Yes. But it will be tricky. Margaret will need to prove to her employer’s insurance company that her asbestos-related symptoms developed because of exposure at work and that there is no other reason she is experiencing these symptoms. Workers’ compensation insurance covers occupational illnesses and diseases that develop over time.
Jed’s job requires frequent travel.
He’s in fairly good condition for an adult his age, but sitting in airplane seats, reaching for luggage overhead and frequently carrying his own bags has begun to take a toll on his body. He begins to experience aches and pains and goes to the doctor.
His doctor says he has a musculoskeletal disorder brought about by strain on his body that could be caused by the way he uses it while traveling for work.
Should Jed receive workers’ compensation insurance?
Maybe, but it’s not automatic. You can receive workers’ comp benefits for an injury that develops from repetitive motion, strain, heavy lifting or other factors related to your job. But in an instance like this one, Jed would need to prove that his pain did not develop for any other reason, including the natural course of aging.
Charlie works for Jed (but Charlie is younger and much more physically fit).
Jed texts Charlie early one morning and asks Charlie to please stop at the drycleaners on his way to work and pick up Jed’s suit that he needs for travel that day. Jed knows that Charlie needs to pass the cleaners on his way to work.
Charlie drives to work, parks in his regular spot, and walks toward the office. On the way, he stops into the cleaners to pick up Jed’s suit. Once Charlie steps out of the cleaners and heads in the direction of work, a cyclist on an electric bike is riding recklessly on the sidewalk. He hits Charlie and Charlie is injured.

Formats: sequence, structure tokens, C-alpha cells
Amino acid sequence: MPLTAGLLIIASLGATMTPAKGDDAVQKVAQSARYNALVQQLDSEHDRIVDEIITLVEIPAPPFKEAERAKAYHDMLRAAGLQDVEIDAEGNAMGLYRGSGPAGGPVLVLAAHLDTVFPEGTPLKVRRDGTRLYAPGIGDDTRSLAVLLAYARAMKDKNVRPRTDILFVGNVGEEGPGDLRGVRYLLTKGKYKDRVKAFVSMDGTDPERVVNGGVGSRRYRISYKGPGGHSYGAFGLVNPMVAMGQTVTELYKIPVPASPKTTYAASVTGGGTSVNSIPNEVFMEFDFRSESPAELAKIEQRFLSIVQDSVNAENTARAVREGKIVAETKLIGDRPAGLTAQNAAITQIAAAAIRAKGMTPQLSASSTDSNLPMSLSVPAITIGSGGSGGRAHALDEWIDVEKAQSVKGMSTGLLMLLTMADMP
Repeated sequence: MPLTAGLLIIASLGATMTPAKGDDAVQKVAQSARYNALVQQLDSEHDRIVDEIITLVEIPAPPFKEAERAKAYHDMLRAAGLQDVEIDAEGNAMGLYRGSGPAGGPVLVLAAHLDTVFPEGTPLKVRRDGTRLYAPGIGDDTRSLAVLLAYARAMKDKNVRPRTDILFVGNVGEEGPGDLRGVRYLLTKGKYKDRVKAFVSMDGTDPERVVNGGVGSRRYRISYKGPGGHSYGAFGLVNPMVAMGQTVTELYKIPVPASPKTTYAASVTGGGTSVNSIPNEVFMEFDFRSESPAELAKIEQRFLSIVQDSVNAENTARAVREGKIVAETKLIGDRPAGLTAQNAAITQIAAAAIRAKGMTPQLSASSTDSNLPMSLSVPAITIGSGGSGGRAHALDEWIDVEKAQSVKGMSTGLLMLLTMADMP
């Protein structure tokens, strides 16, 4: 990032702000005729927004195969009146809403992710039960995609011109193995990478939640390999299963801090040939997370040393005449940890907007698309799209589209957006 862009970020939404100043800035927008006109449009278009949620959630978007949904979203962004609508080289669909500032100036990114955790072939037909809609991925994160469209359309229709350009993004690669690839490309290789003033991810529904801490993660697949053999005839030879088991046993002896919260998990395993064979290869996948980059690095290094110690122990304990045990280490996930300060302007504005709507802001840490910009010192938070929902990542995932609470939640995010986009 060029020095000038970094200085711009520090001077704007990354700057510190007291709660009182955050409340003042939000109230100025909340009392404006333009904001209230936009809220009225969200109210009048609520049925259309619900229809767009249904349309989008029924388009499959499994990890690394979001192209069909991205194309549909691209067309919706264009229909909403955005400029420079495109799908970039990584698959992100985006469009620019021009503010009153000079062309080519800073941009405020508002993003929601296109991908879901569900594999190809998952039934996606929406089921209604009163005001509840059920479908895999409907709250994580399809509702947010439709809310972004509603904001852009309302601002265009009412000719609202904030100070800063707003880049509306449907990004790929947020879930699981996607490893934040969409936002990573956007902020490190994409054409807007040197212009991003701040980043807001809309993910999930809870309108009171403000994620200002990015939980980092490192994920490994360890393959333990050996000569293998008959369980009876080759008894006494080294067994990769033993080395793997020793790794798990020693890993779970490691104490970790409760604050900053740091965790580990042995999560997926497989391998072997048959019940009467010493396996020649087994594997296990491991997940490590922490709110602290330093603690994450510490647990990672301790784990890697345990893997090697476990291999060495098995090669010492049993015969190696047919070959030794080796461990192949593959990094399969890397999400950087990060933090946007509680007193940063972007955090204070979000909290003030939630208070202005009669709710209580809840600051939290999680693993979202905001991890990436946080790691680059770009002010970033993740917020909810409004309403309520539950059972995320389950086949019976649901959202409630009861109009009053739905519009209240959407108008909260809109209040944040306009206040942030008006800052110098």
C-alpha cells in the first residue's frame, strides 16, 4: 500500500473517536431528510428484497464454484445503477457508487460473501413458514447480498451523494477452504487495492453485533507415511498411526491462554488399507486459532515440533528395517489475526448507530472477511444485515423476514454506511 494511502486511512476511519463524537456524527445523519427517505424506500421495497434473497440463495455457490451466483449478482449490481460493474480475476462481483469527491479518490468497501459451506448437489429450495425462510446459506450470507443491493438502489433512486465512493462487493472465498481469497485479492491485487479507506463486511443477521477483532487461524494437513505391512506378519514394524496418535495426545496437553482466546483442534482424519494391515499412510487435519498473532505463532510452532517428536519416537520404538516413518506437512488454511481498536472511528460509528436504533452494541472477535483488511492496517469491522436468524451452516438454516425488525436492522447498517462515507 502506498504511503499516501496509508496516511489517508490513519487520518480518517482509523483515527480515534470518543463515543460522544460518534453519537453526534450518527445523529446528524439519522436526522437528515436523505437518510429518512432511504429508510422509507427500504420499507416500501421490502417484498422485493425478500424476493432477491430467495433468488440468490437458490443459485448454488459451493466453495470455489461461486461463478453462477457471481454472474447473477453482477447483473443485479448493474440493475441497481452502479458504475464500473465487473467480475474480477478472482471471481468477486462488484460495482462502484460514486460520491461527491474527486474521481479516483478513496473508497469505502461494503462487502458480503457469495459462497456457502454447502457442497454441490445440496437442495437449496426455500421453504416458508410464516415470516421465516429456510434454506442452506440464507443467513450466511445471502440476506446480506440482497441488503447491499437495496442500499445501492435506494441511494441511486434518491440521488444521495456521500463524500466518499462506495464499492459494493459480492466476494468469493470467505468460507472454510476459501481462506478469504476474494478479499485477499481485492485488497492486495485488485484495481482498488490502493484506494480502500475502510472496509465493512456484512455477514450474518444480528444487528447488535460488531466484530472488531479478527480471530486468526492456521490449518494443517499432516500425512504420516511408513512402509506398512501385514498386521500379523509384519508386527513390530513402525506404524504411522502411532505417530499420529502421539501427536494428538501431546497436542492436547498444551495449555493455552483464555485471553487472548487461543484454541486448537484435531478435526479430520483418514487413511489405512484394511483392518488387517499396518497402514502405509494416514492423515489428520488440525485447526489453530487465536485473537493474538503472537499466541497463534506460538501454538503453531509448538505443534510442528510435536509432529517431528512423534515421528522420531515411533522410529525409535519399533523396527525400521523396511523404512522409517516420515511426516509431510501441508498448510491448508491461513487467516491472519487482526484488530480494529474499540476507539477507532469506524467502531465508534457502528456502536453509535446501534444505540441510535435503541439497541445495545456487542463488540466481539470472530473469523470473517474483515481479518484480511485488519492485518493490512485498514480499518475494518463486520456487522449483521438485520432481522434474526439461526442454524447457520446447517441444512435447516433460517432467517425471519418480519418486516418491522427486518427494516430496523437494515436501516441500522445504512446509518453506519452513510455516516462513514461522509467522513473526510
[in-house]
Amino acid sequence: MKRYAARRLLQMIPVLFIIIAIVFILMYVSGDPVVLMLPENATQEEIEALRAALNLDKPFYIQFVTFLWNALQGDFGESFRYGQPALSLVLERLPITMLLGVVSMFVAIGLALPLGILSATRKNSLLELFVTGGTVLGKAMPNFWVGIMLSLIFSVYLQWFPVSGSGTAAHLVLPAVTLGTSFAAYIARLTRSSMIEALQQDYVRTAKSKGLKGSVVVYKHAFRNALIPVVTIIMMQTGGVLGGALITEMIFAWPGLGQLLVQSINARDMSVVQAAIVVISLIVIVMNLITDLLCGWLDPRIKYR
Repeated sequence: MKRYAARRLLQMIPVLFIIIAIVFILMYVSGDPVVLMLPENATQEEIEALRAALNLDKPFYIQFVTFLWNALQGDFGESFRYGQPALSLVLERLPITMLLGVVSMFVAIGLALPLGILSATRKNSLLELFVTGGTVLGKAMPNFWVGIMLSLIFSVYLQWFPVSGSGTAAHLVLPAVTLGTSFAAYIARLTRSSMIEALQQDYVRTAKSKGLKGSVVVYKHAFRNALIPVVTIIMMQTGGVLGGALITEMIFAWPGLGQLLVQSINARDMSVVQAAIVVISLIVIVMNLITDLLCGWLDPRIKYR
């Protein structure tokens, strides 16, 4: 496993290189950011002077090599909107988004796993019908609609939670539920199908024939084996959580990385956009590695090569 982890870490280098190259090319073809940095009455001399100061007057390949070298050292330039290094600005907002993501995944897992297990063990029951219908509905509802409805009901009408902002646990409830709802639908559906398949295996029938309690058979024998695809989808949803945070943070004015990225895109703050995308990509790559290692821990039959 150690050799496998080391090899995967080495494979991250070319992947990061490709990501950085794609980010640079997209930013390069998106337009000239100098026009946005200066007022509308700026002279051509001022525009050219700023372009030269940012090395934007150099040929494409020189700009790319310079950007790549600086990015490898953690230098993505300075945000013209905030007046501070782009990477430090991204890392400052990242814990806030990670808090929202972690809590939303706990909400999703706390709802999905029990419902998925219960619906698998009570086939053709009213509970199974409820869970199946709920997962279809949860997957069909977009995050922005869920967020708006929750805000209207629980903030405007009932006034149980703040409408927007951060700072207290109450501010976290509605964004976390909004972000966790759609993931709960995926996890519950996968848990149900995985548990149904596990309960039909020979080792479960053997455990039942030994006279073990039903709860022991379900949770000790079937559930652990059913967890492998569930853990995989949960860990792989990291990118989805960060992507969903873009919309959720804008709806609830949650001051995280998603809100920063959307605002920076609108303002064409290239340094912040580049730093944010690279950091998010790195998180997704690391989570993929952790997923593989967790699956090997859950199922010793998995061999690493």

Should Charlie receive workers’ compensation insurance?
No. An accident that happens during your commute to or from work, or when you’re “off the clock” is not compensable. Charlie was running an errand for his boss that would arguably be a work-related task, but once he leaves the cleaners, he has returned to his regular commute route.
On the flip side, if an accident happened while Charlie was at the cleaners’, his attorney could argue that he was completing a task required by his boss, which would make him eligible for workers’ compensation.
These are hypotheticals, but they are all very realistic situations that could happen. The reason is that while personal injury lawsuits focus on how an injury happened, workers’ comp claims are more dependent on where an injury happened.
You don’t need to prove fault or negligence to receive Kansas workers’ compensation benefits.
You need to prove:
- The injury resulted from an accident or incident that happened at your workplace. Even if it’s unrelated to your job function (like Delores tripping over her own bag), if it happened at work, it should be covered by workers’ comp; or
- The injury resulted from an accident that happened off-site but while you were engaged in duties related to your job (Donna at the print shop); or
- The injury, illness or disease developed over time as the result of the environment or conditions at work (Margaret’s asbestos exposure, for instance); or
- The injury arose gradually from your performing tasks for your job (similar to Jed’s lifting luggage or other physical strain from his work). This could be repetitive motion injuries like chopping food or operating equipment, lifting or other types of strain.
You also need to prove that the injury cost you money, either for medical treatment or lost wages from time out of work.
Kansas workers’ compensation benefits